French is the principal business language and formal business attire is required. Handshakes are an acceptable method of greeting and business cards should have a French translation. Office hours in Gabon are generally 7.30am to 12pm and 2.30pm to 6pm, Monday to Friday.
Travellers to Gabon may import three litres of wine and one litre of spirits, 400 cigarettes/cigarillos or 125g cigars or 500g of tobacco and up to 500g of jewellery. Counterfeit goods, child pornography, non-prescription drugs, and unlicensed arms and ammunition (without permission from the government) are prohibited. Visitors should bring prescription drugs in their original package, with a letter from the doctor who issued them detailing what they are and why they are needed.
The international access code for Gabon is 241. Mobile phones are more widely used than landlines, though coverage can be patchy outside of Libreville and Port-Gentil. Visitors will need two copies of their passport and visa to purchase local SIM cards. Internet connectivity is good, with most hotels and some cafes and restaurants offering free wifi.
Passport & Visa
Keep all visa and travel documentation at all times, and make sure passports are machine readable; even with a valid visa entry may be denied if documents are not available for presentation. All visitors to Gabon must be in possession of a hotel voucher or a letter of invitation issued by their sponsor, a return/onward ticket, and the necessary travel documentation for their next destination.
Those who apply for e-visas (https://evisa.dgdi.ga) must print out the authorisation and will need to pay for their visa on arrival in Gabon. Proof of a yellow fever vaccination is required to enter Gabon.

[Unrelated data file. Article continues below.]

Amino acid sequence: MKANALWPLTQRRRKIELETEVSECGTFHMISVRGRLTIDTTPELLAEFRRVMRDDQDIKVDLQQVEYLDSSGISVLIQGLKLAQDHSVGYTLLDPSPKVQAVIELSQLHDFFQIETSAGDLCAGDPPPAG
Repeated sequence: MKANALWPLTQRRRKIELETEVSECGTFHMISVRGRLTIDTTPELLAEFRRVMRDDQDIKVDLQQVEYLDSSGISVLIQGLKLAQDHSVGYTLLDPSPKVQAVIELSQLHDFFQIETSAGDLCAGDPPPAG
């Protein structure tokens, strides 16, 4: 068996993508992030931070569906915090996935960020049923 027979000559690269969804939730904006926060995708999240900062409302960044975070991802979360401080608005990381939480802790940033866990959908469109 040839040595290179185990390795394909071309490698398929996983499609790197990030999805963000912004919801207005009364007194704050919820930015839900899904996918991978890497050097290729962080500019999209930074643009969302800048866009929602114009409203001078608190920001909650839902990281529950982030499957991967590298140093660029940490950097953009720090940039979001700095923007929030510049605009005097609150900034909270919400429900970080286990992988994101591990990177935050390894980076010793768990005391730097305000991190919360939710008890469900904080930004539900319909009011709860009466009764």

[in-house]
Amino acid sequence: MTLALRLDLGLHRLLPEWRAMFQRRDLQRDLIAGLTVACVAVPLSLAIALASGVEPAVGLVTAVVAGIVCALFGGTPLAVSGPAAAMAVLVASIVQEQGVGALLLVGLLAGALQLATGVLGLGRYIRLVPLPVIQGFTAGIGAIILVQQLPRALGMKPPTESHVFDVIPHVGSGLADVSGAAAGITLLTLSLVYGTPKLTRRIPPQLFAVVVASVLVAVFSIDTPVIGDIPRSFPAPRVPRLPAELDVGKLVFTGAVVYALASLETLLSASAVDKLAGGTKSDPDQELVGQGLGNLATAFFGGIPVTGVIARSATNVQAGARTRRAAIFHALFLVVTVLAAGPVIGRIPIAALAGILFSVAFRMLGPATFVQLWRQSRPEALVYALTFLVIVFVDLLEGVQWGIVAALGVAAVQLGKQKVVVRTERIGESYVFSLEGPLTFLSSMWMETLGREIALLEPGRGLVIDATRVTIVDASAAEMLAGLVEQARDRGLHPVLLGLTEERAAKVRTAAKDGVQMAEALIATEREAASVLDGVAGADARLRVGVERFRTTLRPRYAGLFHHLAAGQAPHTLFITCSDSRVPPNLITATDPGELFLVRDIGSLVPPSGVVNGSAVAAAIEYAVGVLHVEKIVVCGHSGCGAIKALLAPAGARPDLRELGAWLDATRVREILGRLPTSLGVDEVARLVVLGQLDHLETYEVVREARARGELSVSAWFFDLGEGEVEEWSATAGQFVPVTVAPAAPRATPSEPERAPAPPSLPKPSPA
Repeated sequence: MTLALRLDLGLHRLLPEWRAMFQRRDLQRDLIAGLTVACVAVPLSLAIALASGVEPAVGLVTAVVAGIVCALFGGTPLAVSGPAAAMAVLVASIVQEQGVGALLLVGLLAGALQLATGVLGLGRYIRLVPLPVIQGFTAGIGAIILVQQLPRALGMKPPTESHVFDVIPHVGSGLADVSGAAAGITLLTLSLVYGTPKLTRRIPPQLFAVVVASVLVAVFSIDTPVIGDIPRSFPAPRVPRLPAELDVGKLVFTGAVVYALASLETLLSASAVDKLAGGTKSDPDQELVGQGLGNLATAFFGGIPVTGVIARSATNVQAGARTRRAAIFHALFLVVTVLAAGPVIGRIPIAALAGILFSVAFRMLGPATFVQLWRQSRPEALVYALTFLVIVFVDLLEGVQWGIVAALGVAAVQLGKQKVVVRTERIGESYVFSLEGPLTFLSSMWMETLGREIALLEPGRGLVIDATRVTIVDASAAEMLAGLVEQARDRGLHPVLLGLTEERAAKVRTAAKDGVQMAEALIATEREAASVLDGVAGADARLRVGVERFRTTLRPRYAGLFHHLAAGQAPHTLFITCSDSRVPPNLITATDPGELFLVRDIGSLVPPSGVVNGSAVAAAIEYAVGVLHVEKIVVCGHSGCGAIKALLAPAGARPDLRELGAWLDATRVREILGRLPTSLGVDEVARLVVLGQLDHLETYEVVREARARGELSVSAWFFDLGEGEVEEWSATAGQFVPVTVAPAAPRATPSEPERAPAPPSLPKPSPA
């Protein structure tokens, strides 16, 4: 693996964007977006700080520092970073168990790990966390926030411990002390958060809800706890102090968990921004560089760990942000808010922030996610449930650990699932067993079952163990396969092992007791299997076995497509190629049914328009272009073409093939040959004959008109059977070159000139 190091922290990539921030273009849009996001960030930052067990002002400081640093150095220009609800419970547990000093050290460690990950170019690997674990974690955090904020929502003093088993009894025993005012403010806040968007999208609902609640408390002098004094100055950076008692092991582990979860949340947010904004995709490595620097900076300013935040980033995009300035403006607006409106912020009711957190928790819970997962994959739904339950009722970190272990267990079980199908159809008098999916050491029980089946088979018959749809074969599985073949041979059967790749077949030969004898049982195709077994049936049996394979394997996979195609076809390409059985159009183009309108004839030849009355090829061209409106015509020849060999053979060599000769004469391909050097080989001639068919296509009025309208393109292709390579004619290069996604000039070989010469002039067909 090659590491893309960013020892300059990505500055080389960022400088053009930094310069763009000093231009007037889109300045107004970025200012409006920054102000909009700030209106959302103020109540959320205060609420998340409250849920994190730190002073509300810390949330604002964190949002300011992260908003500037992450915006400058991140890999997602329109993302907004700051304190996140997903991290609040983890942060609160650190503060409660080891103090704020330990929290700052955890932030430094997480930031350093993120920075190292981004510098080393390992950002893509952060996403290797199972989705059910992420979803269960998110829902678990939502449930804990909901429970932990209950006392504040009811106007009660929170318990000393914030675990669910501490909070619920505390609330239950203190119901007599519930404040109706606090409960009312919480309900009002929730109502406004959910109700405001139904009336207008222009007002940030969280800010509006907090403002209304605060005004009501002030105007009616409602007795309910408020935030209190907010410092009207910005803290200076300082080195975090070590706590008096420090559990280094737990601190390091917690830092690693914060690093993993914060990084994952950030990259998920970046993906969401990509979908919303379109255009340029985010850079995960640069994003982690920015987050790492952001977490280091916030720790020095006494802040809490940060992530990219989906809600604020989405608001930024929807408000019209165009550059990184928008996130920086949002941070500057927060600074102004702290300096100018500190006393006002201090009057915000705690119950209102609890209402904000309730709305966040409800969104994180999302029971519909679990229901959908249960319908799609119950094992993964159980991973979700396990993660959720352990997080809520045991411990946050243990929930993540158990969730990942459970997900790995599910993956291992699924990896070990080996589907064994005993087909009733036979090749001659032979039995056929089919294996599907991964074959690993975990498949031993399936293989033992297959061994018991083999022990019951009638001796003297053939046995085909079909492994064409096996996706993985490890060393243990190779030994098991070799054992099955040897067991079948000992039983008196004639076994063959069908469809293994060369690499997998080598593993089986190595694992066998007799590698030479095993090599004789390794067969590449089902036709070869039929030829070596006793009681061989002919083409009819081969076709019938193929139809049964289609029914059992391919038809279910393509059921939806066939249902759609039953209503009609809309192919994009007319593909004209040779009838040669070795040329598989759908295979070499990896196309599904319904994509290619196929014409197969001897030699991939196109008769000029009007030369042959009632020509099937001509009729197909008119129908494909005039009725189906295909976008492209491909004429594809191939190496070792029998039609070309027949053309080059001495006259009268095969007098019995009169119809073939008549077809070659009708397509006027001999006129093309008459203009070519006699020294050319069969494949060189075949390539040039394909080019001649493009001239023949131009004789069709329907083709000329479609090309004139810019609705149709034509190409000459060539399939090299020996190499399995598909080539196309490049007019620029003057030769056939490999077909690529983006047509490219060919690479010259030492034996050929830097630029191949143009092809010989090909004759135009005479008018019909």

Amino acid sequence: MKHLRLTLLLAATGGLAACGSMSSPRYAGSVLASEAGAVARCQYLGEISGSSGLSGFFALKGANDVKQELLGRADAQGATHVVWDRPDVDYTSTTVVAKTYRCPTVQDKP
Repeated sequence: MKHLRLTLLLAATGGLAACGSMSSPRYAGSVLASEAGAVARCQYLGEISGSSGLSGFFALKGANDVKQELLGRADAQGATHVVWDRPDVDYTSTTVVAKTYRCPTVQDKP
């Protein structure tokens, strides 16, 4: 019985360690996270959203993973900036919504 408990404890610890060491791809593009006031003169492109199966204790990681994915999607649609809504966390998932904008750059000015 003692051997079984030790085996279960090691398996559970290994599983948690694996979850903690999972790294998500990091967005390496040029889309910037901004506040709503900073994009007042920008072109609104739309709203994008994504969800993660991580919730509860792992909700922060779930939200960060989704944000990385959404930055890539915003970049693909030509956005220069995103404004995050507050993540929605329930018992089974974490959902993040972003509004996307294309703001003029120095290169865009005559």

It is highly recommended that visitors' passports have at least six months' validity remaining after the intended date of departure from their travel destination. Immigration officials often apply different rules to those stated by travel agents and official sources.
US citizens must have a passport that is valid upon arrival in Gabon. A visa is required. US citizens can obtain a visa on arrival for a maximum stay of 90 days, or e-visas can be applied for in advance online.
British citizens must have a passport that is valid upon arrival in Gabon. A visa is required: British citizens can obtain a visa on arrival for a maximum stay of 90 days, or e-visas can be applied for in advance online.
Canadian citizens must have a passport that is valid upon arrival in Gabon. A visa is required. Canadian citizens can obtain a visa on arrival for a maximum stay of 90 days, or e-visas can be applied for in advance online.
Australian citizens must have a passport that is valid upon arrival in Gabon. A visa is required: Australian citizens can obtain a visa on arrival for a maximum stay of 90 days, or e-visas can be applied for in advance online.
South African citizens must have a passport that is valid upon arrival in Gabon. South Africans do not require a visa provided their stay does not exceed 30 days.
Irish citizens must have a passport that is valid upon arrival in Gabon. A visa is required: Irish citizens can obtain a visa on arrival for a maximum stay of 90 days, or e-visas can be applied for in advance online.
New Zealand citizens must have a passport that is valid upon arrival in Gabon. A visa is required. New Zealand citizens can obtain a visa on arrival for a maximum stay of 90 days, or e-visas can be applied for in advance online.
Useful contactsThe number for police is 177; visitors should dial 1300/1399 for the ambulance, and 18 for fire services.
Embassies / consulates in other countries
Gabon Embassy, Washington DC., United States: +1 (202) 797 1000.
Gabon Embassy, London, United Kingdom (also responsible for Ireland): (+44) 20 7823 9986.
Gabon Embassy, Ottawa, Canada: (+613) 232 5301.
Gabon Embassy, Pretoria, South Africa: (+012) 342 4376.
Embassies / consulates in Gabon
US Embassy, Libreville, Gabon: ( +241) 01 45 7100.
British High Commission in Yaoundé, Cameroon (also responsible for Gabon): (+237) 22 222 07 96 / (+237) 22 222 05 45
Canadian High Commission, Cameroon (also responsible for Gabon): (+237) 222 50 3900.
Embassy of Australia, Libreville, Gabon: (+241) 73 7354
South African Embassy, Libreville, Gabon: (+241) 79 1150.